runners

By Jason Koop,
Head Coach of CTS Ultrarunning

Before getting to today’s post, I would like to extend my heartfelt condolences to the family friends and colleagues of Andrea Huser, who passed away recently in a training accident. As a fixture in US and international races for many years, Andrea was a fierce competitor and one of the nicest people you could imagine. The trail running world will miss her dearly.

Last week I wrote about how heavy strength training is superior compared to light weight/high repetition strength training for runners. I invoked a recent study published in the European Journal of Sports Science that compared three different types of strength training interventions for 6 weeks in recreational runners: low rep/heavy weights (i.e. 3 sets of 5 reps), high rep/light weights (i.e. 3 sets of 20-30 reps), and complex training which is a combination of low rep/heavy weights and plyometric movements. For anyone following strength training and running for the past several years, the results should really come as no surprise. The heavy weight/low rep and complex interventions produced superior improvements compared to the light weight/high repetition protocol. The light weight/high repetition version ironically produced no distinguishable improvements despite being load matched to the other two interventions. The reason the results should come as little surprise is that this adds to the vast body of literature that continually demonstrates that heavier weights with lower repetitions will produce bigger improvements compared to their lighter weight counterparts.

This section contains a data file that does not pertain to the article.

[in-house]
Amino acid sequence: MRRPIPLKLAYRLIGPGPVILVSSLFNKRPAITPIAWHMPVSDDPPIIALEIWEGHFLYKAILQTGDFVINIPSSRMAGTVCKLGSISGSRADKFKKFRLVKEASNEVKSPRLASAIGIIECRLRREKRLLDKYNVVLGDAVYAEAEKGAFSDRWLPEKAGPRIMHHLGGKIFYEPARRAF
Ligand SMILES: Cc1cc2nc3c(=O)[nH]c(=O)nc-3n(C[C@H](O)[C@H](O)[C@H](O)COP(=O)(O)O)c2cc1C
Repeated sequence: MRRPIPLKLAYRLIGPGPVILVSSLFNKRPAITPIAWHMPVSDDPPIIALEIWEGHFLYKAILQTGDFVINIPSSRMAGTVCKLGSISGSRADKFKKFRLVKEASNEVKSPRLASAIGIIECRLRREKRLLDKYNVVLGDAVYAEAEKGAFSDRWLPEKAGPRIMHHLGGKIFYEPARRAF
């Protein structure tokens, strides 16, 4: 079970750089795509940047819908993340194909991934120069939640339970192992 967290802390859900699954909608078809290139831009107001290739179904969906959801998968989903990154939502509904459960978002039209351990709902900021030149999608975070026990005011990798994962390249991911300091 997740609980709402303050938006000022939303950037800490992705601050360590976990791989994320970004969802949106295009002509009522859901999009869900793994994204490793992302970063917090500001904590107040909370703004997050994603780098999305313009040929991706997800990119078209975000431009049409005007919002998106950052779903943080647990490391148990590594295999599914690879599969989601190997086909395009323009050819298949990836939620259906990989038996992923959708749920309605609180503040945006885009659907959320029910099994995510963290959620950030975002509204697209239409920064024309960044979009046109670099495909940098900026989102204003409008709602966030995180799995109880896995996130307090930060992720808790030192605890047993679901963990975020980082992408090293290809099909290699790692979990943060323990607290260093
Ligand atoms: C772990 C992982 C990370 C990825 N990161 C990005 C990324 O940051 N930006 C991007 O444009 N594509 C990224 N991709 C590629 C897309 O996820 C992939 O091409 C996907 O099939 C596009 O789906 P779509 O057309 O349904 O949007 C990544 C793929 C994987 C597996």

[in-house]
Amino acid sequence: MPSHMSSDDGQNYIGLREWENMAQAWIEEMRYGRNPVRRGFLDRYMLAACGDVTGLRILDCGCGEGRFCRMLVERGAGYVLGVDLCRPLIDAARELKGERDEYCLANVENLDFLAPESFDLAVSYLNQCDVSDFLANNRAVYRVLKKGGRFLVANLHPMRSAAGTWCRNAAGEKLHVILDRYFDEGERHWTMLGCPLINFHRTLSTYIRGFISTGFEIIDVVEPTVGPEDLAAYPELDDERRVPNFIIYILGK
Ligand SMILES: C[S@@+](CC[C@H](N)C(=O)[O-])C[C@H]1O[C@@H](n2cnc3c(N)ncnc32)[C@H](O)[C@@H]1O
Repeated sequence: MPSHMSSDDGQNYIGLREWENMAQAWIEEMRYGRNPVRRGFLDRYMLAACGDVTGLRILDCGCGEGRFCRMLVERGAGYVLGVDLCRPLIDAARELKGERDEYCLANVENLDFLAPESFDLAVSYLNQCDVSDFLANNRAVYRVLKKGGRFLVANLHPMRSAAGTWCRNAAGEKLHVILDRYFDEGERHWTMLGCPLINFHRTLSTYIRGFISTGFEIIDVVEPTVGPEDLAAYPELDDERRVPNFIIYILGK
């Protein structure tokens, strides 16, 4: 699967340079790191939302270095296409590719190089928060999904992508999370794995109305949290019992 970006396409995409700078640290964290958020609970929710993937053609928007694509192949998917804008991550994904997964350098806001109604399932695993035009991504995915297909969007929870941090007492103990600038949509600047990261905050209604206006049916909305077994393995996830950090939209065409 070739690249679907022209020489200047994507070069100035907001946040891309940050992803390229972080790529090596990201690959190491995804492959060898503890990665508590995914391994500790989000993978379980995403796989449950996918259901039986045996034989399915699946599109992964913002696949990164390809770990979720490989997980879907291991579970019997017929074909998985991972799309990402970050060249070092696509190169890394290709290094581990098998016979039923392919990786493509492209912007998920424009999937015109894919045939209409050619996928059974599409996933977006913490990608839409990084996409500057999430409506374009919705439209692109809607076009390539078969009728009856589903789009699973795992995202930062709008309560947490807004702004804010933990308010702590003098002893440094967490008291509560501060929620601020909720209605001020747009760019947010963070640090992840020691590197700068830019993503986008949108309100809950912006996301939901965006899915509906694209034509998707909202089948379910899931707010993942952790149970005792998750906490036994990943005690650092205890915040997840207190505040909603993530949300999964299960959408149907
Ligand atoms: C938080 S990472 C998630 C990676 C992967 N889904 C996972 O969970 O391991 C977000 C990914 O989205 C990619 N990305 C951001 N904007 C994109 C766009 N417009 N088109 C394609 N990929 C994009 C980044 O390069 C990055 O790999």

I’ve received numerous questions about how, why, and when to implement a strength training program. I’ve also received a number of inquiries as to how to transition from a high rep/low weight or bodyweight based program to a more efficacious one. So, here goes; you asked and I will answer.

Source: How to Implement Heavy Strength Training for Runners – Jason Koop

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